In 25 years, MANNA has provided nourishment to nearly 15,000 different clients all with unique stories and at all different walks of life. Illness does not discriminate against age, race or gender. The meal program and nutrition counsel ensure better healthcare outcomes to those we serve. From exclusively serving the HIV/AIDS population to expanding in 2007 and reaching clients with 60+ different illnesses, we have made a real impact in the Greater Philadelphia area. Telling our client’s stories is one of the highlights of celebrating 25 years.


Meet Tony, a current MANNA client, loving husband, father of four and a veteran of the U.S. Marine Corps. Tony has renal disease and MANNA intervened at a time when he was most vulnerable. Before starting dialysis treatments, Tony was experiencing kidney complications that caused fluid retention and limited mobility due to swelling. MANNA’s services in conjunction with dialysis treatment allowed Tony to live better and get back to the activities he enjoys. Tony explains that he would not have been prepared for dialysis without the power of proper nutrition. He shares that the program, “prepared me for battle.” He thanks MANNA’s Registered Dieticians for educating him on how to properly nourish himself and adhere to his strict diet restrictions. Managing his disease has become easier and so has enjoying life again.

Here’s to 25 years of nourishing MANNA clients like Tony!

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Join MANNA on October 9th as Beautiful Blooms transforms Ranstead Street and our neighbor, the 23rd Street Armory, for an incredible night of celebration honoring our past 25 years and sharing our exciting future. Las Vegas legend Wayne Newton will help MANNA honor Steven Korman, Founder of Korman Communities, for his tireless efforts and deep commitment to MANNA’s mission. ChefAID alums Chef Robert Bennett, Chef Eric Gantz, Chef Jose Garces, Chef Michael Schulson, and other famed Philadelphia chefs will dazzle you with culinary treats.  Entertainment includes a special one-night-only aerial performance by Brian Sanders JUNK and a not-to-be-missed piece by Dancers of Pennsylvania Ballet in honor of 23 years of Shut Up & Dance.  And with the Eddie Bruce Orchestra playing, we will dance the night away!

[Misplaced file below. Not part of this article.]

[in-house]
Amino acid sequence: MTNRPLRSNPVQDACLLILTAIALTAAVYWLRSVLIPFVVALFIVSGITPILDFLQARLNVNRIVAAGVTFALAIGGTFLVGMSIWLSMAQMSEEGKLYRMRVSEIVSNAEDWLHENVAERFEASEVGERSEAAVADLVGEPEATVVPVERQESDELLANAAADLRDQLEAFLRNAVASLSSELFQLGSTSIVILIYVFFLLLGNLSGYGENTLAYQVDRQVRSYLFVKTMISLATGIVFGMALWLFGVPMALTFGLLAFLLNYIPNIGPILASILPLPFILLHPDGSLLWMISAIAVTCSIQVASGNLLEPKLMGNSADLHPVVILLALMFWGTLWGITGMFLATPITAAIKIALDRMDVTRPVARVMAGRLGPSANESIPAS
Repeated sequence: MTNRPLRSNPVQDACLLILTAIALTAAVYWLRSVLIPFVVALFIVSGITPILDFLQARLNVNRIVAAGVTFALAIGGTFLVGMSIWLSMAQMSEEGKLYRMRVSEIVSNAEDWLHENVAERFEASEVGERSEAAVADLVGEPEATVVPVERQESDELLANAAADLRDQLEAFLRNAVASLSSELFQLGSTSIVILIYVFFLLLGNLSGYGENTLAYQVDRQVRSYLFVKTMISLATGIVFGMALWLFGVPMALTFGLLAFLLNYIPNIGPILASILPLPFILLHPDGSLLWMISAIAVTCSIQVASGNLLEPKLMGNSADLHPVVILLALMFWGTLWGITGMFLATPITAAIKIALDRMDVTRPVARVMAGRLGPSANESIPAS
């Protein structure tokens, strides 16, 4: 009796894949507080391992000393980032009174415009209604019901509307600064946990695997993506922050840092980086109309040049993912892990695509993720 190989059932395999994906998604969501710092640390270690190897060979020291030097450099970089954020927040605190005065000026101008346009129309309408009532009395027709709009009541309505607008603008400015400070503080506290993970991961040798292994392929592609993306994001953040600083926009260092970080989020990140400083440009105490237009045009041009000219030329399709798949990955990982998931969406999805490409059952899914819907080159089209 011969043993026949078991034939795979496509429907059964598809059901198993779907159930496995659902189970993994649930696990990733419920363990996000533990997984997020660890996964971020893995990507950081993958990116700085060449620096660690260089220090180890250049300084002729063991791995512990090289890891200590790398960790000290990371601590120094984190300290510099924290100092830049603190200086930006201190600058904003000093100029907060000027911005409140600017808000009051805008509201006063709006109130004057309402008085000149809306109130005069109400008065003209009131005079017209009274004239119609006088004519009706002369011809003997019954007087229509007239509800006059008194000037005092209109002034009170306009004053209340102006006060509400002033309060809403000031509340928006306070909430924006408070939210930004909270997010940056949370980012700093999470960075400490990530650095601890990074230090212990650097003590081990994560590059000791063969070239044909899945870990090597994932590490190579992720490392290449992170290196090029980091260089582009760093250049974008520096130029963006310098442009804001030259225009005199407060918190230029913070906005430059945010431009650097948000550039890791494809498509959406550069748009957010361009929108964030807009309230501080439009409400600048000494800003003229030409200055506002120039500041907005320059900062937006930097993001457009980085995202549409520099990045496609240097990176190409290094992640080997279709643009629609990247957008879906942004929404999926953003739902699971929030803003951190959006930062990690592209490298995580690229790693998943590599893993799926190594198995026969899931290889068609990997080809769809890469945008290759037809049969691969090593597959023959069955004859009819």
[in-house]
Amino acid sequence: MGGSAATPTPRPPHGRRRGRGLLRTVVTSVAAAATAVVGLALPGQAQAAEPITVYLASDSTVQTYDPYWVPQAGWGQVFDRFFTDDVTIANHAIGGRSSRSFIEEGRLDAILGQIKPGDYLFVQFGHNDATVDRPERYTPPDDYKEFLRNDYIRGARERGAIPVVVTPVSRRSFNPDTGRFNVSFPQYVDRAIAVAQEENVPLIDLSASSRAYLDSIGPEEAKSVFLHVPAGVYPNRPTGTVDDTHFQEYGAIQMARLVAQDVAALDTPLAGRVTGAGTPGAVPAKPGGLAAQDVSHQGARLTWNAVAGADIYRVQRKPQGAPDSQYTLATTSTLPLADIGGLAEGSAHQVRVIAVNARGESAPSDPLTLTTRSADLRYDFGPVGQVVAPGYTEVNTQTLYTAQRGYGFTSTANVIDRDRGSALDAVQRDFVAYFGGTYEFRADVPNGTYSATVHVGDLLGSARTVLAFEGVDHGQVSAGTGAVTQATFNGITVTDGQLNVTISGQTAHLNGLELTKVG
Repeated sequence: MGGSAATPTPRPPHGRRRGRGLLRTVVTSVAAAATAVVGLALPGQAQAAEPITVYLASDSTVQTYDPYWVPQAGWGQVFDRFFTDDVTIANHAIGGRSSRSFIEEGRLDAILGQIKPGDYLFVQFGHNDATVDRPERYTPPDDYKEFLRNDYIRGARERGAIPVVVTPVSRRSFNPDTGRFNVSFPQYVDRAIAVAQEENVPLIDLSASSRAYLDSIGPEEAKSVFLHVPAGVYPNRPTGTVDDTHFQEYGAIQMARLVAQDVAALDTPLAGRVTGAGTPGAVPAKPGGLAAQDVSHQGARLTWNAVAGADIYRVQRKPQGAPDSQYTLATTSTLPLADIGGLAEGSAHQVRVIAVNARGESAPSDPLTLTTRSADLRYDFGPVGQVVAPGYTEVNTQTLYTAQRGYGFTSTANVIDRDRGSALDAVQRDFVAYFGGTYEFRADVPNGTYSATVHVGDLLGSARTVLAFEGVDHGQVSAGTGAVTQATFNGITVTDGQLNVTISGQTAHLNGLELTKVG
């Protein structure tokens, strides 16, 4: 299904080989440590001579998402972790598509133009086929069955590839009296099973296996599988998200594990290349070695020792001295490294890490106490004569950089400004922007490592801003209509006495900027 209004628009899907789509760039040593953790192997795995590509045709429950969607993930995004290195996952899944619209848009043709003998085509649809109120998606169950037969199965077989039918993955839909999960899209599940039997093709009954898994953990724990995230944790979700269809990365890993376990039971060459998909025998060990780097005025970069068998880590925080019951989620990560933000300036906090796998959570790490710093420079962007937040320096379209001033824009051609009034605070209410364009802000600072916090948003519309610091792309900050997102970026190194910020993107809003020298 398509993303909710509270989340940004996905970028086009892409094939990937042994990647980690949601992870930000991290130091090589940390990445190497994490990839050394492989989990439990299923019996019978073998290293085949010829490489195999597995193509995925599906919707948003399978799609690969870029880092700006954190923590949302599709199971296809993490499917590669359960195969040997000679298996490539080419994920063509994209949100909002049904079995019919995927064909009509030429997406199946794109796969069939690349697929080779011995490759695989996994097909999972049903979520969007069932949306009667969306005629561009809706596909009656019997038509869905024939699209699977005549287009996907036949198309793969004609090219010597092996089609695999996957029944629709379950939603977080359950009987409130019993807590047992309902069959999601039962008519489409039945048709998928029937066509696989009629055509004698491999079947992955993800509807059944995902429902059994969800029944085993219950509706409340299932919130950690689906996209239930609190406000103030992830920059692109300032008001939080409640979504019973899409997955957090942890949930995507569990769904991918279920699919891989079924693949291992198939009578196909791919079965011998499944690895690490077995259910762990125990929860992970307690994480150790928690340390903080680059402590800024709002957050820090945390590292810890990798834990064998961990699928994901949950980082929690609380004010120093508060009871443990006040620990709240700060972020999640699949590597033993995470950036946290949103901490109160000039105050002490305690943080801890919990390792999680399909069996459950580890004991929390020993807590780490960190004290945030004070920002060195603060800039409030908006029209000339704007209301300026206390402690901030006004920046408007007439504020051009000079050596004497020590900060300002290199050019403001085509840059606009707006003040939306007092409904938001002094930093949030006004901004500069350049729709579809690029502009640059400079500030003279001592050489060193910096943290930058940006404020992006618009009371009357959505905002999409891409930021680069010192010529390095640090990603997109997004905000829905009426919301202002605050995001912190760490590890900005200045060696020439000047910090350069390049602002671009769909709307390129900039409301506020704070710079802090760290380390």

To purchase tickets, please click here.


September is Whole Grains Month

Whole grains are an important part of a healthy diet because they provide key vitamins, minerals, and antioxidants that processed and refined grains do not! Whole grains such as wheat, corn, rice, oats, barley, quinoa, sorghum, spelt, and rye are nutrient-rich because the entire grain is consumed, including the germ, endosperm, and bran. The 2010 Dietary Guidelines for Americans recommend that everyone make half of the grains they are eating whole grains. This means that everyone ages 9 and up should be eating 3 to 5 servings or more of whole grains each day.

The Whole Grains Council has compiled the results of various medical studies, which have shown that consuming whole grains regularly can have protective effects against many chronic diseases, like heart disease, stroke, cancer, diabetes and obesity. While no one food can guarantee good health, every whole grain in place of a refined grain can help!


Whole Grains

Enjoy whole grains easy with this quinoa salad recipe for dinner (serves 4):

Ingredients: 1 cup cooked quinoa, 2 tbsp lemon juice, 2 tbsp olive oil, 2 tbsp fresh or dry basil, 1 can (15oz) of garbanzo beans, 1 can (7.25oz) whole kernel corn, 1 tomato, diced, 1 bell pepper, chopped, ½ cup feta-cheese.

Directions: Cook quinoa as directed on package. While quinoa is cooking, chop and mix remaining ingredients in a large bowl. Mix quinoa in with vegetables once done cooking. Sprinkle feta-cheese, serve, and enjoy.


Other Examples of One Serving of Whole Grains

  • 1/2 cup cooked rice, bulgur, pasta, or cooked cereal
  • 1 ounce dry pasta, rice or other dry grain
  • 1 slice bread
  • 1 small muffin (weighing one ounce)
  • 1 cup ready-to-eat cereal flakes